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Abstract Background Early distinction between mild and serious infections (SI) is challenging in children in ambulatory care. Clinical prediction models (CPMs), developed to aid physicians in clinical decision-making, require broad external validation before clinical use. We aimed to externally validate four CPMs, developed in emergency departments, in ambulatory care. Methods We applied the CPMs in a prospective cohort of acutely ill children presenting to general practices, outpatient paediatric practices or emergency departments in Flanders, Belgium. For two multinomial regression models, Feverkidstool and Craig model, discriminative ability and calibration were assessed, and a model update was performed by re-estimation of coefficients with correction for overfitting. For two risk scores, the SBI score and PAWS, the diagnostic test accuracy was assessed. Results A total of 8211 children were included, comprising 498 SI and 276 serious bacterial infections (SBI). Feverkidstool had a C-statistic of 0.80 (95% confidence interval 0.77–0.84) with good calibration for pneumonia and 0.74 (0.70–0.79) with poor calibration for other SBI. The Craig model had a C-statistic of 0.80 (0.77–0.83) for pneumonia, 0.75 (0.70–0.80) for complicated urinary tract infections and 0.63 (0.39–0.88) for bacteraemia, with poor calibration. The model update resulted in improved C-statistics for all outcomes and good overall calibration for Feverkidstool and the Craig model. SBI score and PAWS performed extremely weak with sensitivities of 0.12 (0.09–0.15) and 0.32 (0.28–0.37). Conclusions Feverkidstool and the Craig model show good discriminative ability for predicting SBI and a potential for early recognition of SBI, confirming good external validity in a low prevalence setting of SBI. The SBI score and PAWS showed poor diagnostic performance. Trial registration, NCT02024282. Registered on 31 December 2013.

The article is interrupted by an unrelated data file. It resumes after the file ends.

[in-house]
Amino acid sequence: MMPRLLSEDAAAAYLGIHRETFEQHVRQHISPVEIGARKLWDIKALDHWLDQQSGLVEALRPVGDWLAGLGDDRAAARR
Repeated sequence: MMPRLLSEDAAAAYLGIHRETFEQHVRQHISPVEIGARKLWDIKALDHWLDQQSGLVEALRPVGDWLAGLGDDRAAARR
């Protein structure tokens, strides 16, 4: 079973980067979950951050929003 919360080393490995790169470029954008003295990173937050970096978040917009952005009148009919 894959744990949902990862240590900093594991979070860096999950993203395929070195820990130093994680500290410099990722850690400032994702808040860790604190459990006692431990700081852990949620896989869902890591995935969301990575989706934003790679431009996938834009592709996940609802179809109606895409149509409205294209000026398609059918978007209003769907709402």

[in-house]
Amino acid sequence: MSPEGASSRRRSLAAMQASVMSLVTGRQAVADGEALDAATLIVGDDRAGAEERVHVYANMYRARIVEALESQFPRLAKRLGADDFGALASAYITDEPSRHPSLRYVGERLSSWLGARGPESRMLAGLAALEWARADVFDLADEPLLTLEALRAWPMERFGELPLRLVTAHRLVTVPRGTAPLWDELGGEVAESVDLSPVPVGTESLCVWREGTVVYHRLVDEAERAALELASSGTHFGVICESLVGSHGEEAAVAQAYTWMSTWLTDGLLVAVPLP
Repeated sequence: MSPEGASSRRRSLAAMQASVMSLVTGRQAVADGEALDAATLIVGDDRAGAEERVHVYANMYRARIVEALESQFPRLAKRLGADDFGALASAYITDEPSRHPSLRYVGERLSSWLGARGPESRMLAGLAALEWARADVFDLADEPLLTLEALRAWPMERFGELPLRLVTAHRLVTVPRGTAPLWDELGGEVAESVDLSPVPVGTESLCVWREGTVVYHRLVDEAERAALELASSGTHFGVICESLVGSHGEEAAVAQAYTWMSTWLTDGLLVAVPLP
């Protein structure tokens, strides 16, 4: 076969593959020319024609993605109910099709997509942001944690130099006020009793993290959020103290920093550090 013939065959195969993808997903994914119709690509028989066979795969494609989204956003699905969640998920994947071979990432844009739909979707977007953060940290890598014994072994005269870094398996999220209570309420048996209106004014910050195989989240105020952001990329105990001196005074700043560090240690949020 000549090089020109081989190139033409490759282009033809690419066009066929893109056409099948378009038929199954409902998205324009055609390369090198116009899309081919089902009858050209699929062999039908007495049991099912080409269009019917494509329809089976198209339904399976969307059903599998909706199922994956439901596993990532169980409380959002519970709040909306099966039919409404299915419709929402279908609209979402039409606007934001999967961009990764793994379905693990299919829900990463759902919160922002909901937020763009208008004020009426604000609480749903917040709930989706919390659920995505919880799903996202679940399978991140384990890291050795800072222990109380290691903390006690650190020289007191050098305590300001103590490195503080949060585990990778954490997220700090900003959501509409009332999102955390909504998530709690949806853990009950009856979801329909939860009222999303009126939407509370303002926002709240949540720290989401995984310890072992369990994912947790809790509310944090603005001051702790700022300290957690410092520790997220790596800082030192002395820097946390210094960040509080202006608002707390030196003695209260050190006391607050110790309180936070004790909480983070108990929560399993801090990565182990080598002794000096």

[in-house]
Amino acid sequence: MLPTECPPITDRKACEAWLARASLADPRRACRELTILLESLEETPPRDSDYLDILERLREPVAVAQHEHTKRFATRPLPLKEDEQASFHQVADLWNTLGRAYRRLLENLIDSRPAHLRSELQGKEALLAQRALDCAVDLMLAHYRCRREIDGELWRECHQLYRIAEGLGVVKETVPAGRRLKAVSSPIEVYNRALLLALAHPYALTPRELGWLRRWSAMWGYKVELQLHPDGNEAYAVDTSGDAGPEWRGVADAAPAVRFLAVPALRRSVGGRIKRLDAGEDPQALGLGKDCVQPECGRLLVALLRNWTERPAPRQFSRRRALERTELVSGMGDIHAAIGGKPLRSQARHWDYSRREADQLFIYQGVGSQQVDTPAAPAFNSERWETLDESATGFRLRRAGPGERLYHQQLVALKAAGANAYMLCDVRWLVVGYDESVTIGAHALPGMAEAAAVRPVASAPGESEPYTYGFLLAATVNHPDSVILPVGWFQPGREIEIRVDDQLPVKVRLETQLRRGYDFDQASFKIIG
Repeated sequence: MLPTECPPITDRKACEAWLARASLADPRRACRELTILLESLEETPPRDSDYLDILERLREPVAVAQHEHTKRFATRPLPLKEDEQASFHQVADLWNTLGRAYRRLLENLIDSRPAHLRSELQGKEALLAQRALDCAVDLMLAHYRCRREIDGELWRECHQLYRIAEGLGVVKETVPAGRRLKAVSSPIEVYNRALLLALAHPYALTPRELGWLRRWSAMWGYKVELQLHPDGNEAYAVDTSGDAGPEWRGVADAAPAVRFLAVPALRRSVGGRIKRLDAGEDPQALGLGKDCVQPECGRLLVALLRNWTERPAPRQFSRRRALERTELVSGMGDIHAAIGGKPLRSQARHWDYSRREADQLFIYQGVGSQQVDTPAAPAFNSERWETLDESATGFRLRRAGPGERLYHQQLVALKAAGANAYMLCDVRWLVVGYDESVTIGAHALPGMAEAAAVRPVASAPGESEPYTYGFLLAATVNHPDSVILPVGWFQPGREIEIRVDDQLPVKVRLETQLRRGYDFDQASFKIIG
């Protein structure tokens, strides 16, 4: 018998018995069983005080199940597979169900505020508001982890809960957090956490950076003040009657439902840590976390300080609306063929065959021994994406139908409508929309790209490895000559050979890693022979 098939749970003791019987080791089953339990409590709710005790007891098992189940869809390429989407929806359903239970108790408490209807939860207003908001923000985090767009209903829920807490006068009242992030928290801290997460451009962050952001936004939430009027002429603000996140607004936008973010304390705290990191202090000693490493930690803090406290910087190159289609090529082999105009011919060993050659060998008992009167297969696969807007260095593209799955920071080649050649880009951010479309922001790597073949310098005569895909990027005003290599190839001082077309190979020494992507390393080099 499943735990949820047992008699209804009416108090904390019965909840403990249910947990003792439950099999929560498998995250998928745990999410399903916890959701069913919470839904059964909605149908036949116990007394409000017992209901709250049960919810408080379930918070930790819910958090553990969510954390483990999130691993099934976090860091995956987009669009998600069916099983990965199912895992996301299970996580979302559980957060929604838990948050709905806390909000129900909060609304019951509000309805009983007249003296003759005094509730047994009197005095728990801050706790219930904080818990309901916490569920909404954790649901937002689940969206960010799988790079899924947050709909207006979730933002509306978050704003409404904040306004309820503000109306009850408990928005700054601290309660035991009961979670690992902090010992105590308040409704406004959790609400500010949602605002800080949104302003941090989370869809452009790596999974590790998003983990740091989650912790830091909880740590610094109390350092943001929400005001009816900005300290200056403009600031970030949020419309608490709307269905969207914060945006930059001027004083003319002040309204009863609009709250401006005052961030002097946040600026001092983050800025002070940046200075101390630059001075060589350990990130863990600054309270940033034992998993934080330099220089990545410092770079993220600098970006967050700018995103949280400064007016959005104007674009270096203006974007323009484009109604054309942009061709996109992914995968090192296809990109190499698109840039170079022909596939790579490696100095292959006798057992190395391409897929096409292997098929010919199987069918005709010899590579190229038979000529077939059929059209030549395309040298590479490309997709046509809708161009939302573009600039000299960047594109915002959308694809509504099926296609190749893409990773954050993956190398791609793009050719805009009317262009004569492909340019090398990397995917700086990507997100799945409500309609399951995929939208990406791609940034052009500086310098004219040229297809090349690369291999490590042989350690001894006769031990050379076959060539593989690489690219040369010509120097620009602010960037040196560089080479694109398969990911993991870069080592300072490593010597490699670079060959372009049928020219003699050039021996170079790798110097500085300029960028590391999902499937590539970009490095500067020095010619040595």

Original publication




Journal article


BMC Medicine


Springer Science and Business Media LLC

Publication Date